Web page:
Hence, wars gave the nation the Australian national idea. Being Australians (for Australians) now means being “natural fighters” (Elder 2007, p. 5). At present, Australians believe that “Australian-ness” helps soldiers to perform their duty (Elder 2007, p. 5). Thus, Australians are believed to be brave and respect and strive for freedom. It has been acknowledged that the First World War was the major reason for the development of this kind of national identity.
The First World War for Australians
As has been mentioned above, Australian society has always been diverse. It was also multicultural at the beginning of the twentieth century. More so, there was significant prejudice that Australians’ were ancestors of former convicts. This idea could not unite the nation and create symbols which could be proud of. However, the Great War started, and Australians were sent to that war to defend the world against the evil aggressors. This was the beginning of the Anzac legend (Crotty 2001). Crotty (2001) stresses that the war took away the lives of 60 000 men and resulted in 150 000 men wounded. The legend had a very tragic beginning. The battles in Europe also changed the way people saw war. Initially, the war was something intangible, but it became very real. Soldiers changed their view on war and peace, life, and death. They became different people after the hell of the war.
Nonetheless, stories of such correspondents as Bean as well as many other writers, filmmakers and so on told the story of Australians’ bravery and courage. People who came to fight for the British started developing their own national identity. After the war, Australians became the nation with certain values, heroes, and images. Notably, the events in the twentieth century were extensively highlighted, and loads of images with brave soldiers appeared. It is necessary to note that the war had a profound effect on the future of the nation. A large number of people sent to fight oversees found it difficult to return to their former peaceful life in the world that had changed (Crotty 2001). Men focused on the glorious time and contributed greatly to creating the legend of brave Australians, which is still very strong. As has been mentioned above, the stories were accompanied by thousands of images which added life and form, so-to-speak, to the idea of the Australian national identity. The idea of noble lifesavers prevailed in the urban population which was growing rapidly in the twentieth century. Notably, soldiers (when they came back from the war) settled in the cities even though the majority of them used to live in rural areas.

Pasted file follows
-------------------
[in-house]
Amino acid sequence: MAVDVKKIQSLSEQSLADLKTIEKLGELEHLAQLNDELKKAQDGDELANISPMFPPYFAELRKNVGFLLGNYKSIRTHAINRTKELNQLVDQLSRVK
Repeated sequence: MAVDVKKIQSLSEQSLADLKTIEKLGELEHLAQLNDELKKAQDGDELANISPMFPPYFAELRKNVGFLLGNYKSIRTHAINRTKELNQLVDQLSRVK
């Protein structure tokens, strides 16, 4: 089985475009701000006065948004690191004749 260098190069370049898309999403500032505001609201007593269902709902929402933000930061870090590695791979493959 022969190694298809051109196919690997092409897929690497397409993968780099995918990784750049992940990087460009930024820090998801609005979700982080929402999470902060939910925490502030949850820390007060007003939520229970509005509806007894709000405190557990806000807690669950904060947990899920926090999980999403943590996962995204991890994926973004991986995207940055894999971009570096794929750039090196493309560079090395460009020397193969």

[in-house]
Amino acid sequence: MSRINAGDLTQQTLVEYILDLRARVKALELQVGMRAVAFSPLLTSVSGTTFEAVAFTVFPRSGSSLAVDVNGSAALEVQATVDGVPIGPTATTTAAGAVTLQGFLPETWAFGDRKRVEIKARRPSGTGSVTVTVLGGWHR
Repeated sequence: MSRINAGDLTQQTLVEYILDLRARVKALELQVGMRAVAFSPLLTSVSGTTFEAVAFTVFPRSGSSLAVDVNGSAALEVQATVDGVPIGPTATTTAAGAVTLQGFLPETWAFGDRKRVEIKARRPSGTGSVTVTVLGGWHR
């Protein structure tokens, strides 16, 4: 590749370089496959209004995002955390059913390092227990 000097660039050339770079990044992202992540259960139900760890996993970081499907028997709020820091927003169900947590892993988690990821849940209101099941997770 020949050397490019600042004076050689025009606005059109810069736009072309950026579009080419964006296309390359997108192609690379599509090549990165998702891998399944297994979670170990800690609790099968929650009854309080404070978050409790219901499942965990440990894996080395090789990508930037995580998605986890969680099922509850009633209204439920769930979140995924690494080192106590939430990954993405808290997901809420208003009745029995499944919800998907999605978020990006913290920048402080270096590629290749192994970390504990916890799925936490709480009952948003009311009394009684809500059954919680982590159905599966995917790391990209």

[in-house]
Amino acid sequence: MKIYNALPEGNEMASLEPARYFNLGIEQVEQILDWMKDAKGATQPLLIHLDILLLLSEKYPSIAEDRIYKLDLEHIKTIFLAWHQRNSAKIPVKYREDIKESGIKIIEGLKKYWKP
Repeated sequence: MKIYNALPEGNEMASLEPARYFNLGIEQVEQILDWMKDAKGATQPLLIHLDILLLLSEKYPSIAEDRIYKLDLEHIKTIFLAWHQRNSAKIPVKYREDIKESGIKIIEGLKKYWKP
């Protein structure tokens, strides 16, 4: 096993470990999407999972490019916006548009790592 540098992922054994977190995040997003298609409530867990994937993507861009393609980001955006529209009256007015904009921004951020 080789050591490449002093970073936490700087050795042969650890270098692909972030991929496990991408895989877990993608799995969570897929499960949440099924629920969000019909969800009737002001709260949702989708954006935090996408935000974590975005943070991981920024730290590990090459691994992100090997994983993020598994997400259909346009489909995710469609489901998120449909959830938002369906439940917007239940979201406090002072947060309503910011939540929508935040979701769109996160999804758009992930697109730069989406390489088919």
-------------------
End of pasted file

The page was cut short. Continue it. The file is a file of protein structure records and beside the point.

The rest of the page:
It is also necessary to note that Anzac heroes were as multicultural as the entire Australian society. It was not important whether the soldier was white or pertained to the middle class when he saved or was saved by his comrades. As has been mentioned above, the ugliness of the war changed people’s views, including their distrust to or alienation from others. Hence, soldiers contributed greatly to the creation of the nation as it was much more important than a person is Australian without any focuses on ethnicity or social status. Soldiers who returned to the peaceful cities of Australia promulgated ideas of brotherhood, which soon covered the entire nation.
The Second World War, as well as the Vietnam War, had a similar impact on the development of the Australian national identity. Soldiers did not fight for British anymore as they knew they were Australians, and they entered the wars as the nation, which could help other states to cope with a global war. Huntsman (2001) stresses that the legend of Anzacs created a value of lifesaving and rescuing, which was transmitted from the domain of the military to civil life. Thus, surfers often refer to the brave soldier and compare themselves to their ancestors when helping each other or completing dangerous tricks. This is only one of many examples of the way the ideas spread in Australian society. Boys wanted to be soldiers, and they were taught and told about the bravery of their fathers. This pride united the nation.
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Why is the war incorporated into the Australian national identity?
In conclusion, it is possible to state that the war is incorporated into the Australian national identity as it united the nation and created values which were shared by all. First of all, the war united Australians in the face of a mutual enemy. Australian soldiers, who often had different backgrounds, understood that they were not a part of a great British nation, but they were representatives of another great nation, the Australians. The ideas of brotherhood and the role of lifesavers penetrated in Australian cities after the First World War. These ideas were promulgated during the following wars and military conflicts where Australians participated. The diverse Australian society did not have values which could unite the nation before the First World War.
The war has become incorporated into the Australian national identity, and Australians are eager to commemorate their heroes of the First World War (as well as other wars). The war provides the images which are valued and cherished. Images of war are associated with brotherhood, trust, freedom, and bravery. These all concepts are constituent elements of the national identity, which is shared irrespective of ethnicity, social or economic status.
Crotty, M 2001, The limits of manliness. Web.
Elder, C 2007, Being Australian: narratives of national identity, Allen & Unwin, Crows Nest, NSW.
Hage, G 1998, White nation: fantasies of white supremacy in a multicultural society, Psychology Press, Annandale, NSW.
Huntsman, L 2001, Sand in our souls: the beach in Australian history, Melbourne University Publish, Carlton, Victoria.
Maynard, J 2007, Fight for liberty and freedom: the origins of Australian aboriginal activism, Aboriginal Studies Press, Canberra, ACT.
White, R 1981, Inventing Australia: images and identity, Allen & Unwin, Crows Nest, NSW.